When a program is compiled into an executable file, the compiler converts the program’s executable statements (e.g. printf(“Hello, World!”); ) that are of a specific size into machine code, and also knows how much room to allocate for the global and static variables (from their data types), thus resulting in a fixed amount of storage for the compiled program.
When a program is executed (aka running) it is often referred to as a process (e.g. on a Linux system), and is allocated four areas of memory:
- Return address
- Function parameters (passed in arguments)
- Local variables
- aka Free Store
- Dynamic memory allocation
- Initialised global and static variables
- Uninitialised variables
- Executable statements in machine code
Upon program execution the OS provides a new VAS (Virtual Address Space) for each process, whereby each virtual address is mapped to physical memory by use of a structure known as a page table. This is an abstraction of physical memory and the process effectively considers the full amount of memory available to it (as logical addresses). On a 32bit OS, the process has a 4GB VAS (2^32).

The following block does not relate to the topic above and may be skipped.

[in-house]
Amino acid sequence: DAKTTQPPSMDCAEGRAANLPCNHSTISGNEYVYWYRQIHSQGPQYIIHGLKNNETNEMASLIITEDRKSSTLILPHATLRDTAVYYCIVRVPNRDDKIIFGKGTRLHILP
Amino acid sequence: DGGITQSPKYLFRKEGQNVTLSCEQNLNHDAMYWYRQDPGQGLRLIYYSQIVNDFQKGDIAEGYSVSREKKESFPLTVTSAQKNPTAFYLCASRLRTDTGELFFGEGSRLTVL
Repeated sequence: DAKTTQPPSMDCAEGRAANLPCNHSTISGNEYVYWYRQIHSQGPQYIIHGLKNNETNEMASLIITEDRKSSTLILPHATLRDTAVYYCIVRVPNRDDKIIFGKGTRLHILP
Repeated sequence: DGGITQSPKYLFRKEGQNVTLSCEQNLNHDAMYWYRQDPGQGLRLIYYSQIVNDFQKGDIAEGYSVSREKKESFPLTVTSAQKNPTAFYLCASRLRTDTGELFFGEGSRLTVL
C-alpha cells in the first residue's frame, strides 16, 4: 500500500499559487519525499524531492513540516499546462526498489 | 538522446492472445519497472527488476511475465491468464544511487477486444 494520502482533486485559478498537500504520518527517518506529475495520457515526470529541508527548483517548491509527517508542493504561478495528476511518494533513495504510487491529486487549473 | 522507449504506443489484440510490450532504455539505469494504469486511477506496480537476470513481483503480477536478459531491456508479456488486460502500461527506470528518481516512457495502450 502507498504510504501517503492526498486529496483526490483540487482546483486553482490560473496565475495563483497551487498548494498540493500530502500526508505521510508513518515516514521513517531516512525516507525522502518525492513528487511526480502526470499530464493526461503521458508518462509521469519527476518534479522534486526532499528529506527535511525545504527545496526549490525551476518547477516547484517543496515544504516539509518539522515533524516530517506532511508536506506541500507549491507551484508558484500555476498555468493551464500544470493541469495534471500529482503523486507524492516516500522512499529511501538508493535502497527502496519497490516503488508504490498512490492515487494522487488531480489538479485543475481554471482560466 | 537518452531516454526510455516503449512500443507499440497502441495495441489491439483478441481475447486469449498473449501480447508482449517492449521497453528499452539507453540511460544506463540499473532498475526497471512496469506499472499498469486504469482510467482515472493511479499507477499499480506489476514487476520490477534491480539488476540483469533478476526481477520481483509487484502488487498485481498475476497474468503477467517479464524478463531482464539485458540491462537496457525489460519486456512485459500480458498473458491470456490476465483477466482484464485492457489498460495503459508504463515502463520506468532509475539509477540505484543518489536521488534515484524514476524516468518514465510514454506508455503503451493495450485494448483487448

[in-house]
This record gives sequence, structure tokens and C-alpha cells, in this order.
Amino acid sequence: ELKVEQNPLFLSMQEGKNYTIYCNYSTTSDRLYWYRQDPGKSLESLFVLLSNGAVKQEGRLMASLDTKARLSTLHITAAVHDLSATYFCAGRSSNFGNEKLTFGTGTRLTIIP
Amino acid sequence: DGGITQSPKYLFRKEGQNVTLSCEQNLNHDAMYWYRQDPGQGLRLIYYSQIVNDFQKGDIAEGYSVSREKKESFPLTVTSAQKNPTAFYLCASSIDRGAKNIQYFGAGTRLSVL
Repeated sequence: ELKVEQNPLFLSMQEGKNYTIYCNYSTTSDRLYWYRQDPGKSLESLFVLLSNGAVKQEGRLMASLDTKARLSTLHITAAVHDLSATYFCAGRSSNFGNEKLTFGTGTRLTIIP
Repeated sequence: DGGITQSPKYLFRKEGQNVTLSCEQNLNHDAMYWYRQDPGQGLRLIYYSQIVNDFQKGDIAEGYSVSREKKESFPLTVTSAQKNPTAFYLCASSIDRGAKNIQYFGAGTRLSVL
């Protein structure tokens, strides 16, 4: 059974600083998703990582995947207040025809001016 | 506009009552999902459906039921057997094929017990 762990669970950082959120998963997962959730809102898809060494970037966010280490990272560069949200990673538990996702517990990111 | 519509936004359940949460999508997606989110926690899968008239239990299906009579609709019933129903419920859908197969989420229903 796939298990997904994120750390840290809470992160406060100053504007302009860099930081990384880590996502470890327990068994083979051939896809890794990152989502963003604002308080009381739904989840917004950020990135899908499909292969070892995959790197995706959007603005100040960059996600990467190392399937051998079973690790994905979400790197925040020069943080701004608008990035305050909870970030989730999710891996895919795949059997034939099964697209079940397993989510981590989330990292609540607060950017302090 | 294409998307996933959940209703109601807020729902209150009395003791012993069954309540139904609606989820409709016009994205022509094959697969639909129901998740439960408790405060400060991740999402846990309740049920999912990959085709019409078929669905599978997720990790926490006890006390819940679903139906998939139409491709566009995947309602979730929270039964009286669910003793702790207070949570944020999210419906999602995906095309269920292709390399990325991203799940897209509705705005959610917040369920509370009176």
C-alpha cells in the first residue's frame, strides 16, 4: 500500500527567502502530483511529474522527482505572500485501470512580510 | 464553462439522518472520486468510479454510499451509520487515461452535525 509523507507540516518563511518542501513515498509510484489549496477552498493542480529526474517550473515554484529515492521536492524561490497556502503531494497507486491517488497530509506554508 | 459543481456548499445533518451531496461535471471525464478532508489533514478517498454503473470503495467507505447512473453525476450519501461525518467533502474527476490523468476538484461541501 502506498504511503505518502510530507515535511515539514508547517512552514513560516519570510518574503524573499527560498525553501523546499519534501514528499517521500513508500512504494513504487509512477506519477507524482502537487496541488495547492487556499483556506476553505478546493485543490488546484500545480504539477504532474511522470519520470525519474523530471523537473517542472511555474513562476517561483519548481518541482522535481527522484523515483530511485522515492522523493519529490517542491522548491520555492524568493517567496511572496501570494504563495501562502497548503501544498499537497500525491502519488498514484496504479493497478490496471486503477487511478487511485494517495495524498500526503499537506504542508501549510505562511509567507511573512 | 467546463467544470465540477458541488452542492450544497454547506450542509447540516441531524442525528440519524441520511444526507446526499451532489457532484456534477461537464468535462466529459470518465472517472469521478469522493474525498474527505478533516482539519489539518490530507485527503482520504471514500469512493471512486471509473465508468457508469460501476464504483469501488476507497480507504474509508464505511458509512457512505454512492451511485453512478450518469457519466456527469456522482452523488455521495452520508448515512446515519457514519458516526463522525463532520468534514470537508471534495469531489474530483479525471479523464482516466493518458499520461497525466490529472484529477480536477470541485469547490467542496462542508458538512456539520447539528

In reality, many programs are running at the same time with the underlying OS taking care of memory management.
The following represents two processes virtual address spaces being mapped to physical memory:
This representation shows the a single program being run as two processes (e.g. two instances of a text editor), sharing the same code segment in physical memory but with their own data and stack segments: